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Fabric construction


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Fabric construction

  1. 1. Fabric Construction
  2. 2. Warp and weft
  3. 3. Egyptian
  4. 4. loom: a frame or machine for interlacing at right angles two or more sets of threads or yarns to form a cloth
  5. 5. Dobby loom
  6. 6. Stripe warp from the back of the loom
  7. 7. Three basic weaves • Plain • Twill • Satin
  8. 8. Twill
  9. 9. Twill Plaid
  10. 10. Satin Weave Satin fabric
  11. 11. Herringbone: a variation of a twill weave
  12. 12. Basket Weave: a variation of plain weave
  13. 13. Ottoman or repp weave
  14. 14. Jacquard
  15. 15. Jacquard • Joseph Jacquard invented in 1801, Lyon France • Device that simplifies the process of manufacturing complex textile patterns. • Each design has a set of punch cards • First key punch system • Binary system forerunner of computers
  16. 16. Lyon
  17. 17. Jacquard cards
  18. 18. Jacquard http://www.youtube.com/watch?v=-zqT7tPmVAo&feature=related
  19. 19. Inspection
  20. 20. Damask is a reversible, flat, fabric with a satin weave in both the pattern and the ground.
  21. 21. Damask designs
  22. 22. Damask construction
  23. 23. Imberline A damask fabric with various colored stripes in the warp used in upholstery, drapery.
  24. 24. Brocatelle Stiff fabric with high relief. Warp satin in the figure.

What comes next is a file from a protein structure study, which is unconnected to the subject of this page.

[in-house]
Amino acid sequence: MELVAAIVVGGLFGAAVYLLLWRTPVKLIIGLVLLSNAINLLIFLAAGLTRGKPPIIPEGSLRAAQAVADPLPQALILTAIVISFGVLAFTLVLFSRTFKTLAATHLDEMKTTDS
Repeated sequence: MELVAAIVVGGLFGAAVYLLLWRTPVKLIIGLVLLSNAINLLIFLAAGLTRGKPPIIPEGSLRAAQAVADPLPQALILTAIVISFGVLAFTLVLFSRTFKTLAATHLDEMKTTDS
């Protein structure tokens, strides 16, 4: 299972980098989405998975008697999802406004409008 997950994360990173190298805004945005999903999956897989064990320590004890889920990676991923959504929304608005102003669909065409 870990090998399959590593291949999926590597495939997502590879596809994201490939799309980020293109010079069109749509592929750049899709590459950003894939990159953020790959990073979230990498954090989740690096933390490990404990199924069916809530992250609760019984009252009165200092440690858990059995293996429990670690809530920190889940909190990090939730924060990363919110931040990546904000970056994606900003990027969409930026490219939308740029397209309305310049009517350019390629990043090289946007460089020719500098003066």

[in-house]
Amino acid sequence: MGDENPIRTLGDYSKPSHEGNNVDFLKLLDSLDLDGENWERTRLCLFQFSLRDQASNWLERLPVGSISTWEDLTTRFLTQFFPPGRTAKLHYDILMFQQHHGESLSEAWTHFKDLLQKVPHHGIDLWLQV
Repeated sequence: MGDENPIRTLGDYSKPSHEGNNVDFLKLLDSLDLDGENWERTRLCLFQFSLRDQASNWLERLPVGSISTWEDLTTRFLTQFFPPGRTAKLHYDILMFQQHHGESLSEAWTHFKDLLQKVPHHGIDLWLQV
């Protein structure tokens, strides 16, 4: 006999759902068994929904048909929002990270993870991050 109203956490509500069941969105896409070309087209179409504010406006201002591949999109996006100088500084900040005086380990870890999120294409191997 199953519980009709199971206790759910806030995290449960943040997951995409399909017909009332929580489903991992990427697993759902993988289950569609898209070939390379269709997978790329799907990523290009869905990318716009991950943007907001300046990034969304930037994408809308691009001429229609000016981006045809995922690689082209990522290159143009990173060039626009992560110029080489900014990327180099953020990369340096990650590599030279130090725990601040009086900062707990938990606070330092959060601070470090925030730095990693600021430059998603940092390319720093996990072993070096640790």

25. 25. Brocatelle
  26. 26. Brocade is a supplementary weft technique, that is, the ornamental brocading is produced by a supplementary, non- structural, weft in addition to the standard weft that holds the warp threads together.
  27. 27. Lisere The design is created by supplementary warp threads brought up on the face of the fabric, leaving loose yarns on the back.
  28. 28. Lisere face and back
  29. 29. Lampas Can be confused with a brocade. Yarns that make the design are also part of the structure of the fabric.
  30. 30. Misc Jacquard
  31. 31. Tapestry
  32. 32. Tapestry • A firm, heavy, stiff, jacquard fabric made with a multi colored warp
  33. 33. Matelasse/Pique a double-cloth fabric woven to create a three- dimensional design with a puckered or quilted look.
  34. 34. Jim Thompson
  35. 35. Donghia
  36. 36. Velvet
  37. 37. Face to face method for solid colored velvet
  38. 38. a fabric with a thick, soft pile formed of loops of the warp thread either cut at the outer end or left uncut.
  39. 39. Panne Velvet
  40. 40. Panne Velvet
  41. 41. Cut and uncut velvet
  42. 42. All cut velvet
  43. 43. Velvet facts • Nap, pile lays down in one direction • Pile can be interlaced in the form of a V or W and V is superior because more compact. • Wears from the back to the face • Frieze, short, fine, tight loop • Chenille and flocking mock velvet
  44. 44. Sheers, Casement, Lace, Madras
  45. 45. Sheers
  46. 46. Casement
  47. 47. Creation Baumann
  48. 48. Leno (triaxial weave) open weave used for casements, which achieves extra stability by twisting the warp yarns around each other and inserting the weft.
  49. 49. Cloth alternating leno and plain weave
  50. 50. Lace A fine open fabric, typically one of cotton or silk, made by looping, twisting, or knitting thread in patterns.
  51. 51. Madras sheer fabric with a leno weave ground and a supplementary yarn to create pattern.